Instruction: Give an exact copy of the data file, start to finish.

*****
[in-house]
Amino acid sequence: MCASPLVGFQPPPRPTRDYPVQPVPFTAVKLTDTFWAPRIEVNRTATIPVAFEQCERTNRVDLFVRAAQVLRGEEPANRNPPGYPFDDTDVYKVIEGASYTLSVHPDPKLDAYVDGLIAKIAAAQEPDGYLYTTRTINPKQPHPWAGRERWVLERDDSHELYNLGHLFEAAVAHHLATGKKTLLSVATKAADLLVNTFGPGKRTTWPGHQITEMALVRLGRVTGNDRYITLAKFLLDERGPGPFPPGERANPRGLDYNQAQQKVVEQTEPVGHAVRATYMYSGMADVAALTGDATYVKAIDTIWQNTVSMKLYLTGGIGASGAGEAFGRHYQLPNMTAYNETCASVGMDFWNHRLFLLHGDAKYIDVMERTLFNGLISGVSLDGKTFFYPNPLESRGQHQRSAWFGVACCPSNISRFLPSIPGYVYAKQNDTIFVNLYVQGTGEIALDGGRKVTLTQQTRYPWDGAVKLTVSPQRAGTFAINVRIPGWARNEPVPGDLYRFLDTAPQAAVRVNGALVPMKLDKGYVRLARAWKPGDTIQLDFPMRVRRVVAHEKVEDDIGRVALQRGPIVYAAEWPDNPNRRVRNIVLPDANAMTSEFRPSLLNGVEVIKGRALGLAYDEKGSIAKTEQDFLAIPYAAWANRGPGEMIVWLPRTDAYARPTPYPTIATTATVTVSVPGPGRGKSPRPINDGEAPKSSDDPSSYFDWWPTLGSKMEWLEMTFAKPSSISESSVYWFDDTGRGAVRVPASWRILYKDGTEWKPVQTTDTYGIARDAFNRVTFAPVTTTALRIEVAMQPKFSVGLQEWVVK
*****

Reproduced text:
[in-house]
Amino acid sequence: MCASPLVGFQPPPRPTRDYPVQPVPFTAVKLTDTFWAPRIEVNRTATIPVAFEQCERTNRVDLFVRAAQVLRGEEPANRNPPGYPFDDTDVYKVIEGASYTLSVHPDPKLDAYVDGLIAKIAAAQEPDGYLYTTRTINPKQPHPWAGRERWVLERDDSHELYNLGHLFEAAVAHHLATGKKTLLSVATKAADLLVNTFGPGKRTTWPGHQITEMALVRLGRVTGNDRYITLAKFLLDERGPGPFPPGERANPRGLDYNQAQQKVVEQTEPVGHAVRATYMYSGMADVAALTGDATYVKAIDTIWQNTVSMKLYLTGGIGASGAGEAFGRHYQLPNMTAYNETCASVGMDFWNHRLFLLHGDAKYIDVMERTLFNGLISGVSLDGKTFFYPNPLESRGQHQRSAWFGVACCPSNISRFLPSIPGYVYAKQNDTIFVNLYVQGTGEIALDGGRKVTLTQQTRYPWDGAVKLTVSPQRAGTFAINVRIPGWARNEPVPGDLYRFLDTAPQAAVRVNGALVPMKLDKGYVRLARAWKPGDTIQLDFPMRVRRVVAHEKVEDDIGRVALQRGPIVYAAEWPDNPNRRVRNIVLPDANAMTSEFRPSLLNGVEVIKGRALGLAYDEKGSIAKTEQDFLAIPYAAWANRGPGEMIVWLPRTDAYARPTPYPTIATTATVTVSVPGPGRGKSPRPINDGEAPKSSDDPSSYFDWWPTLGSKMEWLEMTFAKPSSISESSVYWFDDTGRGAVRVPASWRILYKDGTEWKPVQTTDTYGIARDAFNRVTFAPVTTTALRIEVAMQPKFSVGLQEWVVK